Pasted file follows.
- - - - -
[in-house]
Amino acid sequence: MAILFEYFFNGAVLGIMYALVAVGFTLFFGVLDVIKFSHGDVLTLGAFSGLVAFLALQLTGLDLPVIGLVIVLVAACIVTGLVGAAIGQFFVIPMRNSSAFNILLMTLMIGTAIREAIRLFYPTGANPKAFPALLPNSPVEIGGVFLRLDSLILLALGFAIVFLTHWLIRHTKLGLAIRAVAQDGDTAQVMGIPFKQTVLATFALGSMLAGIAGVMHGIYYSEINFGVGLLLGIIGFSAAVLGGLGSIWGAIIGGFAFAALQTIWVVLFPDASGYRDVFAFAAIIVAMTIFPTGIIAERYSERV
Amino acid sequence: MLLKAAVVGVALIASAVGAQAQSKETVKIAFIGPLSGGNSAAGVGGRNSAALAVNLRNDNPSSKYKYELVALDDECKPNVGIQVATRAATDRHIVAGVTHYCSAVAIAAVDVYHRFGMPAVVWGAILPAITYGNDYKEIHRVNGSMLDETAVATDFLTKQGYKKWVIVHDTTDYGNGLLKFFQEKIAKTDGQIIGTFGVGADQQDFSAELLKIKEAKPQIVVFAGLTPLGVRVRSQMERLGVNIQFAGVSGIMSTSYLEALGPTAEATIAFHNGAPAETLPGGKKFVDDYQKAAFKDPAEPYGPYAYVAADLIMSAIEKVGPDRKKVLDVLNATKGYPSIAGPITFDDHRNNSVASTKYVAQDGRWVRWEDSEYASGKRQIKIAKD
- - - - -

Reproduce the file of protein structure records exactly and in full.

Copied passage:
[in-house]
Amino acid sequence: MAILFEYFFNGAVLGIMYALVAVGFTLFFGVLDVIKFSHGDVLTLGAFSGLVAFLALQLTGLDLPVIGLVIVLVAACIVTGLVGAAIGQFFVIPMRNSSAFNILLMTLMIGTAIREAIRLFYPTGANPKAFPALLPNSPVEIGGVFLRLDSLILLALGFAIVFLTHWLIRHTKLGLAIRAVAQDGDTAQVMGIPFKQTVLATFALGSMLAGIAGVMHGIYYSEINFGVGLLLGIIGFSAAVLGGLGSIWGAIIGGFAFAALQTIWVVLFPDASGYRDVFAFAAIIVAMTIFPTGIIAERYSERV
Amino acid sequence: MLLKAAVVGVALIASAVGAQAQSKETVKIAFIGPLSGGNSAAGVGGRNSAALAVNLRNDNPSSKYKYELVALDDECKPNVGIQVATRAATDRHIVAGVTHYCSAVAIAAVDVYHRFGMPAVVWGAILPAITYGNDYKEIHRVNGSMLDETAVATDFLTKQGYKKWVIVHDTTDYGNGLLKFFQEKIAKTDGQIIGTFGVGADQQDFSAELLKIKEAKPQIVVFAGLTPLGVRVRSQMERLGVNIQFAGVSGIMSTSYLEALGPTAEATIAFHNGAPAETLPGGKKFVDDYQKAAFKDPAEPYGPYAYVAADLIMSAIEKVGPDRKKVLDVLNATKGYPSIAGPITFDDHRNNSVASTKYVAQDGRWVRWEDSEYASGKRQIKIAKD